We constantly endeavour to elevate our metrics to secure the environment by combating the climate and energy crisis. We envision a 25 per cent reduction in the carbon footprint of ‘the drink in your hand’ by 2020. In line with this vision, we are working to reduce greenhouse gas emissions across our entire value chain by making comprehensive changes in our manufacturing processes, packaging formats, delivery fleet, refrigeration equipment and ingredient sourcing, and also by promoting the use of renewables, especially biofuels, across our bottling units.
As more and more renewable energy is promoted for use for its business operations,
Over the last three years, the use of biomass at the bottling units has increased to 48 per cent from 39 per cent as primary energy.
In the beverage industry, the manufacturing plant directly controls only about 10 per cent of the activity of the entire supply chain. The distribution network, logistics, market operations are all beyond the control of the manufacturing plants.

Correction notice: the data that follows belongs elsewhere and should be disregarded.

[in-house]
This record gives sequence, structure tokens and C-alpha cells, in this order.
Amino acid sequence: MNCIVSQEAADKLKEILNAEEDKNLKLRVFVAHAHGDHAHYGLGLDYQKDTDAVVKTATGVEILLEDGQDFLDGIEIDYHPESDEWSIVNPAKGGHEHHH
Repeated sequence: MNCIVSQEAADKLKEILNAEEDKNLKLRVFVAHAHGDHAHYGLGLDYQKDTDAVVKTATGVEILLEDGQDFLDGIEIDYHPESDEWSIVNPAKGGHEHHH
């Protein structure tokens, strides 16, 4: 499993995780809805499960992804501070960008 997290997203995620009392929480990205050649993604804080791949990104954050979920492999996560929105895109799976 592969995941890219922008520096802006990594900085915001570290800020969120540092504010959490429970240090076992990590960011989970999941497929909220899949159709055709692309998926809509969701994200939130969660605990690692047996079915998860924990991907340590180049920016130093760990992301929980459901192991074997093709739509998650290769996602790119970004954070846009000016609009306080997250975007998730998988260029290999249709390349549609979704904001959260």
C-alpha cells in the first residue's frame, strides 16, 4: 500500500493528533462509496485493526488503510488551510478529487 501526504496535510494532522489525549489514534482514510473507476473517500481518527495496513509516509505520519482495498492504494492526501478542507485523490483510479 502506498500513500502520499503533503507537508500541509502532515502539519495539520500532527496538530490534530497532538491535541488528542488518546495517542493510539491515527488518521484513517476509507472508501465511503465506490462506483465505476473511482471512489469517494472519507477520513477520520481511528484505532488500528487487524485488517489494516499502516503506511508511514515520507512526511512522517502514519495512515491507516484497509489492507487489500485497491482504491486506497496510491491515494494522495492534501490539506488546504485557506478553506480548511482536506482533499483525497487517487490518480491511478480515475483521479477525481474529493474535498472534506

While it is beyond their control, the manufacturing units are now trying to find out ways to impact the rest of the 90 per cent of the supply change. Replacing the much more harmful refrigeration solutions that contain hydrofluoro carbons (HFC) is one step which has been initiated. HFCs are considered a thousand times more harmful than carbon dioxide and considered as one of the big reasons for climate change.
Coca-Cola has started the process of replacing the HFC-based refrigeration solutions to carbon dioxide based products. It is estimated that the entire business operations will run of the better solution after the first carbon dioxide based solution was initiated in 2015. The more harmful HFC-based refrigeration solutions will be replaced across the globe.
The endeavour to cut down the consumption of energy per litre of
50 per cent of its primary energy needs is met through renewable energy sources. Now, through the
Coca-Cola’s effort will play its small part in the Government of India’s commitment to cut the emission of greenhouse gases by 2030 to the levels that were seen in 2005. India has also promised that by 2030 nearly 40 per cent of its electricity needs will be met by renewable sources like solar, wind or hydel power.